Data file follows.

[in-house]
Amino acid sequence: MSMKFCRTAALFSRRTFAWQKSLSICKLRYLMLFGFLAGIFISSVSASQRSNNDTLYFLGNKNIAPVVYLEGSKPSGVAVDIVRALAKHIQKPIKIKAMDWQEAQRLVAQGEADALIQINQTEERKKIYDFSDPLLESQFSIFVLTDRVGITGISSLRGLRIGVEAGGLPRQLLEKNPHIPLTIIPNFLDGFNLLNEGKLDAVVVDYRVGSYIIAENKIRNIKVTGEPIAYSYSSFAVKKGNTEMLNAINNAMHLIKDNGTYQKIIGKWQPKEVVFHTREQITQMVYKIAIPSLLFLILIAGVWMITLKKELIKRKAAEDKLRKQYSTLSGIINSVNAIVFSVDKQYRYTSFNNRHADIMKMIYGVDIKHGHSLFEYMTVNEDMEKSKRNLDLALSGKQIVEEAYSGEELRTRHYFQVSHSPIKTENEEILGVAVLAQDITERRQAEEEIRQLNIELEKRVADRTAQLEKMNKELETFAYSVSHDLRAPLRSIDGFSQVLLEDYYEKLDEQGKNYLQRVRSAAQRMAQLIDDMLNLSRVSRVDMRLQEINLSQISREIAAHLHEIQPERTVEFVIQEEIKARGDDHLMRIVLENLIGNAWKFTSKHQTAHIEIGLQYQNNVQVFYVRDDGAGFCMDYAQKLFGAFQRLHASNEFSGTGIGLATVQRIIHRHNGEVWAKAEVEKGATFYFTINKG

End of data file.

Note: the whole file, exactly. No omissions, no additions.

[in-house]
Amino acid sequence: MSMKFCRTAALFSRRTFAWQKSLSICKLRYLMLFGFLAGIFISSVSASQRSNNDTLYFLGNKNIAPVVYLEGSKPSGVAVDIVRALAKHIQKPIKIKAMDWQEAQRLVAQGEADALIQINQTEERKKIYDFSDPLLESQFSIFVLTDRVGITGISSLRGLRIGVEAGGLPRQLLEKNPHIPLTIIPNFLDGFNLLNEGKLDAVVVDYRVGSYIIAENKIRNIKVTGEPIAYSYSSFAVKKGNTEMLNAINNAMHLIKDNGTYQKIIGKWQPKEVVFHTREQITQMVYKIAIPSLLFLILIAGVWMITLKKELIKRKAAEDKLRKQYSTLSGIINSVNAIVFSVDKQYRYTSFNNRHADIMKMIYGVDIKHGHSLFEYMTVNEDMEKSKRNLDLALSGKQIVEEAYSGEELRTRHYFQVSHSPIKTENEEILGVAVLAQDITERRQAEEEIRQLNIELEKRVADRTAQLEKMNKELETFAYSVSHDLRAPLRSIDGFSQVLLEDYYEKLDEQGKNYLQRVRSAAQRMAQLIDDMLNLSRVSRVDMRLQEINLSQISREIAAHLHEIQPERTVEFVIQEEIKARGDDHLMRIVLENLIGNAWKFTSKHQTAHIEIGLQYQNNVQVFYVRDDGAGFCMDYAQKLFGAFQRLHASNEFSGTGIGLATVQRIIHRHNGEVWAKAEVEKGATFYFTINKG